To transmit a byte of data this same protocol is followed. The transmitter constantly outputs a logical one, and then when it wants to begin transmitting it changes to logical zero, followed by the 8 data bits, and then back to logical one for the stop bit. It is up to the receiver to make sure that data is received correctly provided that the transmitter follows protocol. You do not need a fast baud clock for transmitting since it is the receivers job for staying in sync.
Receiver and Transmitter Module DesignBoth the transmitter and receiver were designed to follow the protocol above. The receiver works by sampling the idle line at 8 times the baud rate and once a start bit is detected it enters a state machine that collects the data. Once the 8 data bits are collected it listens for the stop bit. If a stop bit is not detected it enters its error correcting mode. In error correcting it checks for one of two things to occur. The first is that it receives 10 logical ones in a row which would signal all idle bits. The second is that it finds a bit spacing equivalent to a start bit followed by 8 bits followed by a stop bit which would signal data and it knows its back in sync. Any data received during error correcting is lost, but the main point is that the receiver is now back in sync with the transmitter.
The transmitter works by following the aforementioned protocol and writing back whatever data is issued to it at the time of a transmit request.
Packaging the DataTo send the image data it became apparent to us that we needed a way to ensure that what was being transmitted was what was actually received. Initially we had just assumed/hoped that the serial communication would be accurate enough that we could just send the data and let a FPGA state machine choose where to output the data. However, when data was lost this caused the image to skew itself and some pixel colors would be wrong. In an effort to fix this problem we needed to implement some form of bitwise error detection. Research showed that generally a CRC is done on packets of data or you could do a parity check. We felt that a one bit parity check would probably not be enough to ensure accuracy of the data so the packaging and CRC route was chosen.
When data comes into the receiver it is outputted to a PacketManager module. This module packages the incoming bytes into a packet of length 16 bytes. The format of the packet is 15 bytes of data followed by 1 byte of CRC. Now, we didn’t implement an actual CRC check, but rather a very quick yet suitable XOR. All 15 bytes of data were XOR’ed and this result was the 16 byte in the package. Once a packet is assembled the data bits are sent to our CRC module which performs the XOR. The result of this XOR is then compared to the 16th byte of our packet. If the CRC matches the 16th byte the transmitter is told to send a byte valued at 255 indicating a success, but if it does not match it sends a byte valued of 0. Then retransmission can take place if needed.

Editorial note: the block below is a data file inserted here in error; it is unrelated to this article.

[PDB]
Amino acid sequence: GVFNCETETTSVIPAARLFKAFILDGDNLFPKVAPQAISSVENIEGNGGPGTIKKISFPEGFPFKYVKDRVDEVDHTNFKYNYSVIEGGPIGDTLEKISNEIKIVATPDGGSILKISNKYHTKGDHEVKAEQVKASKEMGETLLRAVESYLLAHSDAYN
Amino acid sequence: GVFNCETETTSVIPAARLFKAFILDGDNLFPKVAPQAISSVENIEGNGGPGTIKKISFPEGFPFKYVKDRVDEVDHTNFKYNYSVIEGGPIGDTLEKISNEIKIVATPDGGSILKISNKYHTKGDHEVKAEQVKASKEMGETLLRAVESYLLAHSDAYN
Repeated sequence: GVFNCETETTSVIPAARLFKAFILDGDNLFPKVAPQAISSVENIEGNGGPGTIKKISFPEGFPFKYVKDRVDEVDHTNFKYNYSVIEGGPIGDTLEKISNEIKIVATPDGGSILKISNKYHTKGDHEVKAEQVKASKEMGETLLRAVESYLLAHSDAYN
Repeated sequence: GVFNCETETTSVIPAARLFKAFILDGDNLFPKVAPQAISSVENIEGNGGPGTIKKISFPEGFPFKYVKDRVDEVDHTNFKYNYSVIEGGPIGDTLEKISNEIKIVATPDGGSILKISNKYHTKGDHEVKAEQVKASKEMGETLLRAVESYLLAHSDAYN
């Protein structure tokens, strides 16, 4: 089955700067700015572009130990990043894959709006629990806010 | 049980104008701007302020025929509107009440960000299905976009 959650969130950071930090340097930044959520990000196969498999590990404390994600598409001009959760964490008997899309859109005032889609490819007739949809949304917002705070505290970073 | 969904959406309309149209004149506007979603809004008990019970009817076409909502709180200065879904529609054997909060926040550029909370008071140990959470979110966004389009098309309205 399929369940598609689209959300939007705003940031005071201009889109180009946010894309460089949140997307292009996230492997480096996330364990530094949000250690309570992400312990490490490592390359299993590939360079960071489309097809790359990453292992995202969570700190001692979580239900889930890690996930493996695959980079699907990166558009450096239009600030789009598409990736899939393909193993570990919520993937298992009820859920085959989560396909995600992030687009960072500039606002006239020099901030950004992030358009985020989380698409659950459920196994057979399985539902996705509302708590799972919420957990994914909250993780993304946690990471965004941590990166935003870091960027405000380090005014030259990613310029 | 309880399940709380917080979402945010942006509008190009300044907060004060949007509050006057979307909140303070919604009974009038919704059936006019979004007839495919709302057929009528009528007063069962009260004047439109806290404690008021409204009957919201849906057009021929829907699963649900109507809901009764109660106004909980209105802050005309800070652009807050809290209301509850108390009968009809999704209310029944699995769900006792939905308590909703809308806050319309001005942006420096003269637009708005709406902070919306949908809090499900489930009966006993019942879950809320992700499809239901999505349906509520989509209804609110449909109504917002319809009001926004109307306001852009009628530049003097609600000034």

Dealing with loss of synchronization – TimeoutsA previous problem which was mentioned was a loss of synchronization with the transmitting and receiving module. It could happen that the receiving module enters a state that it can’t get out of because the transmitter keeps sending data and the receiver can never fix its error. If this happens then the transmitter will never have a finished packet and thus cannot send back either an ACK or NACK of successful receipt. Because of this potential problem we implemented a method to detect timeouts.
Whenever a new packet is started it is given a start time based on the FPGA run time. This start time is 128 bits long and should never overflow during the course of execution as it increments on the 50MHz clock (unless you run your FPGA for about 2^23 years). Then each clock cycle the packet manager checks to see if the time between the receipt of the first byte in the packet and the current byte is greater than 0.2 seconds. If it is greater than we believe that some error has occurred and we need to issue a timeout error. The packet manager then resets the receiver and tells the transmitter to issue a timeout NACK to the host receiver. This NACK is byte valued at 128 to indicate a timeout has occurred.
Baudrate GenerationTo generate the baud rate we used the 50 MHz clock and found an appropriate integer divider and incremented an accumulator. One the accumulator was equal to the divider we new that a baud clock tick was appropriate. The error rate depending on the desired baud rate was generally less than .001%.
Writing the Image to SRAMOnce a packet is fully received and checked that it contains no errors we “unpack” the data and write it appropriately to SRAM. There are five methods that we created for unpacking the data and writing to SRAM – each is used for a different application of displaying the image.